Our inspiration

Imagine cup 2011

About 800 million of illiterate people are excluded from the benefits of text messaging. Most of them reside in rural areas in which mobile phone coverage and ownership is growing rapidly and SMS are cheap or even free.

 
 

Our inspiration started during one of our courses at EPFL: "Personal interaction studio". We had to create a prototype of a mobile application which could help illiterate people in their every-day life. We received interviews conducted in India by researchers from EPFL’s Media and Design lab with farmers as part of the common sense net 2.0 project, which is funded by Cooperation@EPFL and the Swiss development agency (SDC). The interviews evolved around the main problems rural farmers are facing. We also watched lots of videos about the life in rural areas there.

Later, we visited a school for illiterate people in Switzerland: "Lire et écrire” and met illiterate people and their teachers. We interviewed a number of them and realized that none of the existing mobile technologies were suitable for them - since almost all phone’s menus are based on "text".

A woman from Morocco was particularly touching. She arrived in Lausanne five years ago, she didn't know how to speak French and she was illiterate. Her daughter was still in Morocco. She missed her daughter a lot: "It is very hard for me to keep in touch with her, I cannot go back to Morocco very often because flights are expensive. The only way for me to hear from her is to call her. I call her every Sunday at 3pm. However, it is very expensive and not very convenient for all of us because we need to cancel all the plans we have every Sunday in order to call each other."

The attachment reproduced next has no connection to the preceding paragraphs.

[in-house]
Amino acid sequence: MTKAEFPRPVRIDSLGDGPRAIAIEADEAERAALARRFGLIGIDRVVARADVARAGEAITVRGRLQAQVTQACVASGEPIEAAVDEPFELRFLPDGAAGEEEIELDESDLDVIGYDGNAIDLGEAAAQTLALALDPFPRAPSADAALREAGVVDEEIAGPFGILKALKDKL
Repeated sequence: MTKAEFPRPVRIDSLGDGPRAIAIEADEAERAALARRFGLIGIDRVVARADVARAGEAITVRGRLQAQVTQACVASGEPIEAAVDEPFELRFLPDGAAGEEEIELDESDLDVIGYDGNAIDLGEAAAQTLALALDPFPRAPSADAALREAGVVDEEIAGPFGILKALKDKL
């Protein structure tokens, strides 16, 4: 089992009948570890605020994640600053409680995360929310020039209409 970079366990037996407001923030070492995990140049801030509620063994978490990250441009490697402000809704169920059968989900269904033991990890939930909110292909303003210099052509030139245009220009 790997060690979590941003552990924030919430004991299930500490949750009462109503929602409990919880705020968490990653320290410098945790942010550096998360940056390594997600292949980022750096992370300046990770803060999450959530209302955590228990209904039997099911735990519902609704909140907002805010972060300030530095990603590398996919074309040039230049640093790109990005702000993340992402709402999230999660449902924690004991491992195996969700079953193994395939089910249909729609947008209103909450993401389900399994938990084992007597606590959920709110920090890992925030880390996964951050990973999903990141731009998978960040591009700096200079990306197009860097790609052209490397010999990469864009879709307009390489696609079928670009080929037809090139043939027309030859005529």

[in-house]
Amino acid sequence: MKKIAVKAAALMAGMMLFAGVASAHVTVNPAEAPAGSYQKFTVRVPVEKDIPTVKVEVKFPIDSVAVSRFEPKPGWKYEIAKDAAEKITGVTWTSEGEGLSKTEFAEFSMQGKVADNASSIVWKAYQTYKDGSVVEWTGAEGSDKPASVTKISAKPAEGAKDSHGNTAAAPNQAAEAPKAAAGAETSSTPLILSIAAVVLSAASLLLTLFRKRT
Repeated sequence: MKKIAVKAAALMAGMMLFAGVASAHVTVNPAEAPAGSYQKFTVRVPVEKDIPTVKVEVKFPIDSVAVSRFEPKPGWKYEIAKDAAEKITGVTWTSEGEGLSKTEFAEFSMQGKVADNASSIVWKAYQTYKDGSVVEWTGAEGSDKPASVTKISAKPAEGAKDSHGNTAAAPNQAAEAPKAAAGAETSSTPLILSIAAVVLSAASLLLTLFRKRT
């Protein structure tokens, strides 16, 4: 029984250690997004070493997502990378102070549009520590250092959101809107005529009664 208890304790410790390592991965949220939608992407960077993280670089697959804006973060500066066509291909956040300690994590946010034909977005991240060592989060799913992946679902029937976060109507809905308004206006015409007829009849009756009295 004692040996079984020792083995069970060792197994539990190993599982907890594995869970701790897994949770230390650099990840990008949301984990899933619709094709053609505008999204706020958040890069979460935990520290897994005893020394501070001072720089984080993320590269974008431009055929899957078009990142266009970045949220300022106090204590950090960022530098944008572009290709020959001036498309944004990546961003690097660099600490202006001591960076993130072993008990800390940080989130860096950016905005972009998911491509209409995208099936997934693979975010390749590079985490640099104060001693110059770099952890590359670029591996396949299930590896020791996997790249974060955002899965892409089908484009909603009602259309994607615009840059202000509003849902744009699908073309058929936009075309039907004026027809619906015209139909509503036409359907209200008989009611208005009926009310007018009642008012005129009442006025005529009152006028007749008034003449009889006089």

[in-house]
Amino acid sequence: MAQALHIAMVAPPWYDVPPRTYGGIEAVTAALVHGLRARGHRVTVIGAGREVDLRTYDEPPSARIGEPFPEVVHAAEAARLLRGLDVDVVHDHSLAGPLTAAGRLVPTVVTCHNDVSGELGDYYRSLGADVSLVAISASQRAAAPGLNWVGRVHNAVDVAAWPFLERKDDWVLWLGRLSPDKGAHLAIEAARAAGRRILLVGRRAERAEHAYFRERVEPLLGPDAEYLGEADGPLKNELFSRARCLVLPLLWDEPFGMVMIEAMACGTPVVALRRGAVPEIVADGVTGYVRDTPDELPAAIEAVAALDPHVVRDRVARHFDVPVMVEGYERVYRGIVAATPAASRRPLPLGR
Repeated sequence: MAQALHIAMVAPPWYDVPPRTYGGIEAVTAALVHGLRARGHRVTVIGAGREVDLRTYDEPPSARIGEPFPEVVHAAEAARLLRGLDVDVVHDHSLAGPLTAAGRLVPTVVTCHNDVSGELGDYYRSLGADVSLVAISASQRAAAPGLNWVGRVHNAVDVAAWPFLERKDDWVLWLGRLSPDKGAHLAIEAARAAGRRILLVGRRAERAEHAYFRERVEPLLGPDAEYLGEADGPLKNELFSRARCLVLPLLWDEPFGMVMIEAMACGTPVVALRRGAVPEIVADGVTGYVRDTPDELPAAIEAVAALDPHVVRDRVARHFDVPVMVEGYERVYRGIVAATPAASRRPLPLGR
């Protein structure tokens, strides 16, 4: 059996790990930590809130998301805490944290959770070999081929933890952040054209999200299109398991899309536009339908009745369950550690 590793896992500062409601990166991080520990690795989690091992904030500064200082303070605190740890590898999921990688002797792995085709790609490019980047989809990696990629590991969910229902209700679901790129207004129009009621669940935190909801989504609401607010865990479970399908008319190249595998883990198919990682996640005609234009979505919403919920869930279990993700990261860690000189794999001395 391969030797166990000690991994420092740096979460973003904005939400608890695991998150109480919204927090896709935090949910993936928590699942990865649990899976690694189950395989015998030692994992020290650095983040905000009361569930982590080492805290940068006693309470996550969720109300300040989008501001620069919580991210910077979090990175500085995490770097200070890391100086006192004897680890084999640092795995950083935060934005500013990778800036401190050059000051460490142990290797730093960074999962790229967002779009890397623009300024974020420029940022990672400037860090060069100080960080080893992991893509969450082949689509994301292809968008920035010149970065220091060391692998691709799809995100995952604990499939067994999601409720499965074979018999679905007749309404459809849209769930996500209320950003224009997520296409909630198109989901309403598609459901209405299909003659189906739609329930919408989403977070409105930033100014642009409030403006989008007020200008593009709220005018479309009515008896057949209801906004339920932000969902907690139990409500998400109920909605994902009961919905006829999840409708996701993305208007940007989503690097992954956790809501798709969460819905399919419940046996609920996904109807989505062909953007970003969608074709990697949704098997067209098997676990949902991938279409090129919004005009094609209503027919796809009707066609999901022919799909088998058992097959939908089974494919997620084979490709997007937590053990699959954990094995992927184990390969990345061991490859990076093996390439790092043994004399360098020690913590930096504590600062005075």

We wondered if she would like to send SMS to her daughter and she immediately answered: "I would love to. But it is far too complicated for me... If I could send her only 'I miss you', it would be wonderful..."


Moreover, for almost all the people we interviewed, it was impossible to manage a contact list on their mobile phones: they identified people through their previous calls, the last two digits of the phone numbers or the country codes of the phone numbers.


We discovered that just near us, in one of the richest country of the world, some people were excluded from modern communication means by their illiteracy and could not benefit from the same opportunities as we. These encounters raised our awareness about the needs illiterates have. From this time, we decided to create an easy application with which illiterate people could send SMSs and manage their contacts without any problem."




 

Personal interaction studio course at EPFL